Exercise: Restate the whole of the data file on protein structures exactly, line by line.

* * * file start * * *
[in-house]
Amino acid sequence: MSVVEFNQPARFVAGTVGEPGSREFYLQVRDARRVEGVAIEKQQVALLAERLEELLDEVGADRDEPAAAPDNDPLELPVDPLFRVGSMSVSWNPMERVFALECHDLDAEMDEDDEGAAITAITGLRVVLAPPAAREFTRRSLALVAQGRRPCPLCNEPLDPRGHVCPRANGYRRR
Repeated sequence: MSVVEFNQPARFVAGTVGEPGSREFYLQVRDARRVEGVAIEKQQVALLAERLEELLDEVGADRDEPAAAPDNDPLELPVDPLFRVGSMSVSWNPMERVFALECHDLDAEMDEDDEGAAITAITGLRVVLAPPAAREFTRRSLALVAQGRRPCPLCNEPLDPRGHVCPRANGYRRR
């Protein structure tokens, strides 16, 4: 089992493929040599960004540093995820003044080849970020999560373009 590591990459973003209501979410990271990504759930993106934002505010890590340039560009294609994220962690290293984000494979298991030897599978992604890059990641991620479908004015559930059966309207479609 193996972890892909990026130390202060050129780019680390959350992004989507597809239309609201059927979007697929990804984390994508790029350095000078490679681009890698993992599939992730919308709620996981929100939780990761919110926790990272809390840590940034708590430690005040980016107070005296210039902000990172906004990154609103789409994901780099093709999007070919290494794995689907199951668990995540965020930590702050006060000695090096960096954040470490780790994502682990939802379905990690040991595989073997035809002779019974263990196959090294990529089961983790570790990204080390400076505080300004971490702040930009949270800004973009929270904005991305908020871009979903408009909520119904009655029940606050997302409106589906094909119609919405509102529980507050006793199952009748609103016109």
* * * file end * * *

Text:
[in-house]
Amino acid sequence: MSVVEFNQPARFVAGTVGEPGSREFYLQVRDARRVEGVAIEKQQVALLAERLEELLDEVGADRDEPAAAPDNDPLELPVDPLFRVGSMSVSWNPMERVFALECHDLDAEMDEDDEGAAITAITGLRVVLAPPAAREFTRRSLALVAQGRRPCPLCNEPLDPRGHVCPRANGYRRR
Repeated sequence: MSVVEFNQPARFVAGTVGEPGSREFYLQVRDARRVEGVAIEKQQVALLAERLEELLDEVGADRDEPAAAPDNDPLELPVDPLFRVGSMSVSWNPMERVFALECHDLDAEMDEDDEGAAITAITGLRVVLAPPAAREFTRRSLALVAQGRRPCPLCNEPLDPRGHVCPRANGYRRR
């Protein structure tokens, strides 16, 4: 089992493929040599960004540093995820003044080849970020999560373009 590591990459973003209501979410990271990504759930993106934002505010890590340039560009294609994220962690290293984000494979298991030897599978992604890059990641991620479908004015559930059966309207479609 193996972890892909990026130390202060050129780019680390959350992004989507597809239309609201059927979007697929990804984390994508790029350095000078490679681009890698993992599939992730919308709620996981929100939780990761919110926790990272809390840590940034708590430690005040980016107070005296210039902000990172906004990154609103789409994901780099093709999007070919290494794995689907199951668990995540965020930590702050006060000695090096960096954040470490780790994502682990939802379905990690040991595989073997035809002779019974263990196959090294990529089961983790570790990204080390400076505080300004971490702040930009949270800004973009929270904005991305908020871009979903408009909520119904009655029940606050997302409106589906094909119609919405509102529980507050006793199952009748609103016109």